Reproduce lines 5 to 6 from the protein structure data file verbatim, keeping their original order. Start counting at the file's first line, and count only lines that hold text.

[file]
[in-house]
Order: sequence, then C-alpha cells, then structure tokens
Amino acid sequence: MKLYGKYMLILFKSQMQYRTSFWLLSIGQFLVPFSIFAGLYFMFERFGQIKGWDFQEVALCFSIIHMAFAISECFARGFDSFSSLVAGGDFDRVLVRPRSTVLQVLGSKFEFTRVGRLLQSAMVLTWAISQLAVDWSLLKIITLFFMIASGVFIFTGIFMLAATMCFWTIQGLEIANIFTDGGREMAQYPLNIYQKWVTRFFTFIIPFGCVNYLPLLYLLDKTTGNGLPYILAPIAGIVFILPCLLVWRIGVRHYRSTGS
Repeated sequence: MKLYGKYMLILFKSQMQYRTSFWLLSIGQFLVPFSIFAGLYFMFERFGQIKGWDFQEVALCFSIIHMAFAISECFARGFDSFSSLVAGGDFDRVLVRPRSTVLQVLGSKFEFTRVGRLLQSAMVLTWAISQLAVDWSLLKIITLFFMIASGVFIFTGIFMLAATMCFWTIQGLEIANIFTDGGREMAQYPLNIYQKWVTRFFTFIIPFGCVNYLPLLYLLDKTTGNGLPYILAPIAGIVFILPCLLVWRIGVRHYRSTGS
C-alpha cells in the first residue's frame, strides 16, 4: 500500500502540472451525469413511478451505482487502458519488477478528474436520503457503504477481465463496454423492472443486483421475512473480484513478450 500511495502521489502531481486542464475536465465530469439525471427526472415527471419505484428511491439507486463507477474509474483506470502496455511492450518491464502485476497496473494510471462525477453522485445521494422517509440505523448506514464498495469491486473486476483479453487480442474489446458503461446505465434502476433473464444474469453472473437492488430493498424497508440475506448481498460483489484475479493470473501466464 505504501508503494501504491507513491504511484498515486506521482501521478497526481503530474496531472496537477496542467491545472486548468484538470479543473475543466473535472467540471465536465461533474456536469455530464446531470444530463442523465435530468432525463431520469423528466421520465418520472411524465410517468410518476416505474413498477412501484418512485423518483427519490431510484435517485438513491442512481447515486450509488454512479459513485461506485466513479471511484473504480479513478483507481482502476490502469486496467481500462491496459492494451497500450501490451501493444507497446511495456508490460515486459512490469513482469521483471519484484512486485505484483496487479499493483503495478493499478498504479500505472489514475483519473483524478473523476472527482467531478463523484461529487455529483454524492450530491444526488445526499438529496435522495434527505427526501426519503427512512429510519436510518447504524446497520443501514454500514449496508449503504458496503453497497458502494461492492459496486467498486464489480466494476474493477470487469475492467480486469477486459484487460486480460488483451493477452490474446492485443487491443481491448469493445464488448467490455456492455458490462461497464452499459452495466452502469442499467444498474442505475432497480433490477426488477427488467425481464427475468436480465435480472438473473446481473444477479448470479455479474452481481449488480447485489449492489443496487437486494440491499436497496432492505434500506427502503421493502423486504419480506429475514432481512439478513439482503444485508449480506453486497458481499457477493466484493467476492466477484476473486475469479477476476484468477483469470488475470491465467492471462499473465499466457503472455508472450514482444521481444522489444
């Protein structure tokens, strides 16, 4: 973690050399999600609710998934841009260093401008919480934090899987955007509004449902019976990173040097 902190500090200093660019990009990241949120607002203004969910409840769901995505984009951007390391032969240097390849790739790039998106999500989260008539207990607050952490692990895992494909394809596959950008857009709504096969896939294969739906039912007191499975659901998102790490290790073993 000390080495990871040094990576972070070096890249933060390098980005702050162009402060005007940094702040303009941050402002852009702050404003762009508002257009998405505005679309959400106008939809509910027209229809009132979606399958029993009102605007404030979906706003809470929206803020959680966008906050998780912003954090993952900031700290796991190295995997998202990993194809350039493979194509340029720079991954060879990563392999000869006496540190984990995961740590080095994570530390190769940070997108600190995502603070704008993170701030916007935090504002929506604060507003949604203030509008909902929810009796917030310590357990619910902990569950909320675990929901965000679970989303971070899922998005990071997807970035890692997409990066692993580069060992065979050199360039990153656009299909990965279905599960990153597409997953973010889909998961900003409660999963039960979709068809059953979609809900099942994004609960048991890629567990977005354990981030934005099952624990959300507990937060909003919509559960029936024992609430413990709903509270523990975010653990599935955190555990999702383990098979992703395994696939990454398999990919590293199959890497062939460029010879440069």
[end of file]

C-alpha cells in the first residue's frame, strides 16, 4: 500500500502540472451525469413511478451505482487502458519488477478528474436520503457503504477481465463496454423492472443486483421475512473480484513478450 500511495502521489502531481486542464475536465465530469439525471427526472415527471419505484428511491439507486463507477474509474483506470502496455511492450518491464502485476497496473494510471462525477453522485445521494422517509440505523448506514464498495469491486473486476483479453487480442474489446458503461446505465434502476433473464444474469453472473437492488430493498424497508440475506448481498460483489484475479493470473501466464 505504501508503494501504491507513491504511484498515486506521482501521478497526481503530474496531472496537477496542467491545472486548468484538470479543473475543466473535472467540471465536465461533474456536469455530464446531470444530463442523465435530468432525463431520469423528466421520465418520472411524465410517468410518476416505474413498477412501484418512485423518483427519490431510484435517485438513491442512481447515486450509488454512479459513485461506485466513479471511484473504480479513478483507481482502476490502469486496467481500462491496459492494451497500450501490451501493444507497446511495456508490460515486459512490469513482469521483471519484484512486485505484483496487479499493483503495478493499478498504479500505472489514475483519473483524478473523476472527482467531478463523484461529487455529483454524492450530491444526488445526499438529496435522495434527505427526501426519503427512512429510519436510518447504524446497520443501514454500514449496508449503504458496503453497497458502494461492492459496486467498486464489480466494476474493477470487469475492467480486469477486459484487460486480460488483451493477452490474446492485443487491443481491448469493445464488448467490455456492455458490462461497464452499459452495466452502469442499467444498474442505475432497480433490477426488477427488467425481464427475468436480465435480472438473473446481473444477479448470479455479474452481481449488480447485489449492489443496487437486494440491499436497496432492505434500506427502503421493502423486504419480506429475514432481512439478513439482503444485508449480506453486497458481499457477493466484493467476492466477484476473486475469479477476476484468477483469470488475470491465467492471462499473465499466457503472455508472450514482444521481444522489444
């Protein structure tokens, strides 16, 4: 973690050399999600609710998934841009260093401008919480934090899987955007509004449902019976990173040097 902190500090200093660019990009990241949120607002203004969910409840769901995505984009951007390391032969240097390849790739790039998106999500989260008539207990607050952490692990895992494909394809596959950008857009709504096969896939294969739906039912007191499975659901998102790490290790073993 000390080495990871040094990576972070070096890249933060390098980005702050162009402060005007940094702040303009941050402002852009702050404003762009508002257009998405505005679309959400106008939809509910027209229809009132979606399958029993009102605007404030979906706003809470929206803020959680966008906050998780912003954090993952900031700290796991190295995997998202990993194809350039493979194509340029720079991954060879990563392999000869006496540190984990995961740590080095994570530390190769940070997108600190995502603070704008993170701030916007935090504002929506604060507003949604203030509008909902929810009796917030310590357990619910902990569950909320675990929901965000679970989303971070899922998005990071997807970035890692997409990066692993580069060992065979050199360039990153656009299909990965279905599960990153597409997953973010889909998961900003409660999963039960979709068809059953979609809900099942994004609960048991890629567990977005354990981030934005099952624990959300507990937060909003919509559960029936024992609430413990709903509270523990975010653990599935955190555990999702383990098979992703395994696939990454398999990919590293199959890497062939460029010879440069």